Judgmental words creep into newspaper copy, broadcast segments, social media posts and presidential debates.
Although they’re not always intentional, they can leave an indelible mark and badly distort your message.
These “judgments” can be adjectives, phrases or verb tenses. They’re often tucked into a news story, an editorial or part of an otherwise neutral delivery.
Here are a few examples:
A police blotter story of a wayward teen who embarks on a crime spree despite coming from a “good family.”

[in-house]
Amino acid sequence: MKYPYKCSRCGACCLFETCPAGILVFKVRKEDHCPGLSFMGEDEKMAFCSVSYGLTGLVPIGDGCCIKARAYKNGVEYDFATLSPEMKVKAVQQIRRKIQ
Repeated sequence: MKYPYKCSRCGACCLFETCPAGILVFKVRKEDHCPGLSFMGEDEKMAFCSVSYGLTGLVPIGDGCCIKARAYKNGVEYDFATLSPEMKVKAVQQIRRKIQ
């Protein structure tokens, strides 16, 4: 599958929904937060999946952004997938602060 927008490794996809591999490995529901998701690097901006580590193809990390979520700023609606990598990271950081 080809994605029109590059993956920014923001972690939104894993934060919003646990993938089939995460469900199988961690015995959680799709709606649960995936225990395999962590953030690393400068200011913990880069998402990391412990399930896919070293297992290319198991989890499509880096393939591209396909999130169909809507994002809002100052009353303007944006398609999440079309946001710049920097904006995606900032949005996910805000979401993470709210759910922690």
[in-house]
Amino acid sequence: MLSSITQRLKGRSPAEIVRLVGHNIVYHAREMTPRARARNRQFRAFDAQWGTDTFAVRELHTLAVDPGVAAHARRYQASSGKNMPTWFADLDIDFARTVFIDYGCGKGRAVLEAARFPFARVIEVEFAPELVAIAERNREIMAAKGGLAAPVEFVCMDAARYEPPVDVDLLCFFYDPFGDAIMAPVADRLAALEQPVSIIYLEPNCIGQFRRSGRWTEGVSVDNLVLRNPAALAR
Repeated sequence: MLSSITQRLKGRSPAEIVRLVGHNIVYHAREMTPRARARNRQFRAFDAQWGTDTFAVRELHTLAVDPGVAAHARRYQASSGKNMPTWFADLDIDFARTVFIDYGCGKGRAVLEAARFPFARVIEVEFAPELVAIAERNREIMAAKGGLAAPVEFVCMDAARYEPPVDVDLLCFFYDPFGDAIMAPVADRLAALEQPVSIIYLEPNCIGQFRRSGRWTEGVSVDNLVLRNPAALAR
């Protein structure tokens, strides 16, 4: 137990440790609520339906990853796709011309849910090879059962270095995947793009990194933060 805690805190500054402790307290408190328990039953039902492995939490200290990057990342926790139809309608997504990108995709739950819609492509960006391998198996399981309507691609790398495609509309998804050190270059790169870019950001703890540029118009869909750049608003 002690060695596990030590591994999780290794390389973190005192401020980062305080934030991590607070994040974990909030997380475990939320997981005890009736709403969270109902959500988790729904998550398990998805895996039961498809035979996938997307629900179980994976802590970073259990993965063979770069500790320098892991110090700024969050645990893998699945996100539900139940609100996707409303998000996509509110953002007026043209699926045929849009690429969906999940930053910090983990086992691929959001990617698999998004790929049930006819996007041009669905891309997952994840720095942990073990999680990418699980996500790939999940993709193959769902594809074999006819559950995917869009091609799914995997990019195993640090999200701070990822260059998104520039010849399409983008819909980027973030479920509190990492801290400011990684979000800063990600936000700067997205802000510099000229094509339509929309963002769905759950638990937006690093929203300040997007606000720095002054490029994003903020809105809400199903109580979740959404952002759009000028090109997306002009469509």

A gentrification chronicle of an urban neighborhood once known for its “seedy” street corners.
The city transplants who befriend the “crazies” in their new community.
These words add value judgments to our writing and often say more about the authors than their subjects.
“Seedy,” for example, might be used to describe a dilapidated area that’s overrun with crime, but its “unwholesome” or “disreputable” connotations could imply a shameful moral decay instead of a battle with generational poverty.
Then versus now